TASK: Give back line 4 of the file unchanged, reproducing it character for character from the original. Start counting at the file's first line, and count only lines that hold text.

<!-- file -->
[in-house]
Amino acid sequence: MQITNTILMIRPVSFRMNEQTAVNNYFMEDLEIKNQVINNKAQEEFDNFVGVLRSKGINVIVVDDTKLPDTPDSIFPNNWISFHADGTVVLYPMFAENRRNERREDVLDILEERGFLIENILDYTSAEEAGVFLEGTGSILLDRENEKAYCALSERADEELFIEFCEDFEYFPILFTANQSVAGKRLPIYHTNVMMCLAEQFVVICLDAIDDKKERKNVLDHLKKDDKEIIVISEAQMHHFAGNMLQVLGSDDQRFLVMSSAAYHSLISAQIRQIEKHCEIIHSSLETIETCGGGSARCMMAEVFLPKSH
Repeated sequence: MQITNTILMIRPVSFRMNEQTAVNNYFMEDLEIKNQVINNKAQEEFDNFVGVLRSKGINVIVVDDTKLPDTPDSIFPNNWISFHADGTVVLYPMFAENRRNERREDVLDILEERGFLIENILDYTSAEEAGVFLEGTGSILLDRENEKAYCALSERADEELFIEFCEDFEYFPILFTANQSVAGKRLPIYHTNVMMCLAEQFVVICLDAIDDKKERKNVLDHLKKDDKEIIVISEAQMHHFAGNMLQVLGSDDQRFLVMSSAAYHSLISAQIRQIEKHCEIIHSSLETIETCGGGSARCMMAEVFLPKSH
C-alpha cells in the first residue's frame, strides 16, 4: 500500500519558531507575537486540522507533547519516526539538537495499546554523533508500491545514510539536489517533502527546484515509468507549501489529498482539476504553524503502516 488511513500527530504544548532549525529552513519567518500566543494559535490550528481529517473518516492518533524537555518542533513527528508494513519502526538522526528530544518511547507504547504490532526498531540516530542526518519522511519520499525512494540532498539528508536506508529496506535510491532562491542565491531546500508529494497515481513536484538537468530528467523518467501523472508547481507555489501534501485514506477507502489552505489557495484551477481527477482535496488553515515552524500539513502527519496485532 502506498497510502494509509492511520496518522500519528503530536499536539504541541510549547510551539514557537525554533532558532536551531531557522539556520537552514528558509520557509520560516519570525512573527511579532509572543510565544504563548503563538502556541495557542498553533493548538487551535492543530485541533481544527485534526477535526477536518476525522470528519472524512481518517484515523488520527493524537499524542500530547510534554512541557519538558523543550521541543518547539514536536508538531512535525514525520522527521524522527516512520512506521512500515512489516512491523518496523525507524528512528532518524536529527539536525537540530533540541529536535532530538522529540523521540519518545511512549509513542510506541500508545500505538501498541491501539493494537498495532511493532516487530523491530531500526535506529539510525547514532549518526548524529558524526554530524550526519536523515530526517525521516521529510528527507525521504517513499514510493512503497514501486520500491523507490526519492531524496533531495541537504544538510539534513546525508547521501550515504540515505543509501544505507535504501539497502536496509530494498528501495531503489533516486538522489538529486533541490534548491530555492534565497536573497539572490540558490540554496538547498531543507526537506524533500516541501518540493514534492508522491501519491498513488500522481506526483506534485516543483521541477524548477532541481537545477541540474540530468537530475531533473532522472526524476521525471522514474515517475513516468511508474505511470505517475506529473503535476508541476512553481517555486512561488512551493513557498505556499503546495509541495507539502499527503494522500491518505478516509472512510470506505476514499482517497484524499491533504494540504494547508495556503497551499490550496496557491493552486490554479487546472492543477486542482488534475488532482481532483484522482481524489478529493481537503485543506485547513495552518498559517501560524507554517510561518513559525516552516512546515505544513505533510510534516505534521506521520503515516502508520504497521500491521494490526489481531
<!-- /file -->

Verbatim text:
C-alpha cells in the first residue's frame, strides 16, 4: 500500500519558531507575537486540522507533547519516526539538537495499546554523533508500491545514510539536489517533502527546484515509468507549501489529498482539476504553524503502516 488511513500527530504544548532549525529552513519567518500566543494559535490550528481529517473518516492518533524537555518542533513527528508494513519502526538522526528530544518511547507504547504490532526498531540516530542526518519522511519520499525512494540532498539528508536506508529496506535510491532562491542565491531546500508529494497515481513536484538537468530528467523518467501523472508547481507555489501534501485514506477507502489552505489557495484551477481527477482535496488553515515552524500539513502527519496485532 502506498497510502494509509492511520496518522500519528503530536499536539504541541510549547510551539514557537525554533532558532536551531531557522539556520537552514528558509520557509520560516519570525512573527511579532509572543510565544504563548503563538502556541495557542498553533493548538487551535492543530485541533481544527485534526477535526477536518476525522470528519472524512481518517484515523488520527493524537499524542500530547510534554512541557519538558523543550521541543518547539514536536508538531512535525514525520522527521524522527516512520512506521512500515512489516512491523518496523525507524528512528532518524536529527539536525537540530533540541529536535532530538522529540523521540519518545511512549509513542510506541500508545500505538501498541491501539493494537498495532511493532516487530523491530531500526535506529539510525547514532549518526548524529558524526554530524550526519536523515530526517525521516521529510528527507525521504517513499514510493512503497514501486520500491523507490526519492531524496533531495541537504544538510539534513546525508547521501550515504540515505543509501544505507535504501539497502536496509530494498528501495531503489533516486538522489538529486533541490534548491530555492534565497536573497539572490540558490540554496538547498531543507526537506524533500516541501518540493514534492508522491501519491498513488500522481506526483506534485516543483521541477524548477532541481537545477541540474540530468537530475531533473532522472526524476521525471522514474515517475513516468511508474505511470505517475506529473503535476508541476512553481517555486512561488512551493513557498505556499503546495509541495507539502499527503494522500491518505478516509472512510470506505476514499482517497484524499491533504494540504494547508495556503497551499490550496496557491493552486490554479487546472492543477486542482488534475488532482481532483484522482481524489478529493481537503485543506485547513495552518498559517501560524507554517510561518513559525516552516512546515505544513505533510510534516505534521506521520503515516502508520504497521500491521494490526489481531